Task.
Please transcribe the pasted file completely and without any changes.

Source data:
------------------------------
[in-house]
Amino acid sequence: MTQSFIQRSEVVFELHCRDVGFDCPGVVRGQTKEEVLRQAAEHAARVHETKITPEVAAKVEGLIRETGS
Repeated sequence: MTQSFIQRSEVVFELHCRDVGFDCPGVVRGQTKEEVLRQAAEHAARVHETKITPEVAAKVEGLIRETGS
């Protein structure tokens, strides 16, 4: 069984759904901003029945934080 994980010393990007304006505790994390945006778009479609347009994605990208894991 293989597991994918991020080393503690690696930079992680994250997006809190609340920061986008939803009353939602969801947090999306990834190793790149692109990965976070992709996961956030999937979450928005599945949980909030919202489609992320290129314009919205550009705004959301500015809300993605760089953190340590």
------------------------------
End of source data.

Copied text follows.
[in-house]
Amino acid sequence: MTQSFIQRSEVVFELHCRDVGFDCPGVVRGQTKEEVLRQAAEHAARVHETKITPEVAAKVEGLIRETGS
Repeated sequence: MTQSFIQRSEVVFELHCRDVGFDCPGVVRGQTKEEVLRQAAEHAARVHETKITPEVAAKVEGLIRETGS
């Protein structure tokens, strides 16, 4: 069984759904901003029945934080 994980010393990007304006505790994390945006778009479609347009994605990208894991 293989597991994918991020080393503690690696930079992680994250997006809190609340920061986008939803009353939602969801947090999306990834190793790149692109990965976070992709996961956030999937979450928005599945949980909030919202489609992320290129314009919205550009705004959301500015809300993605760089953190340590």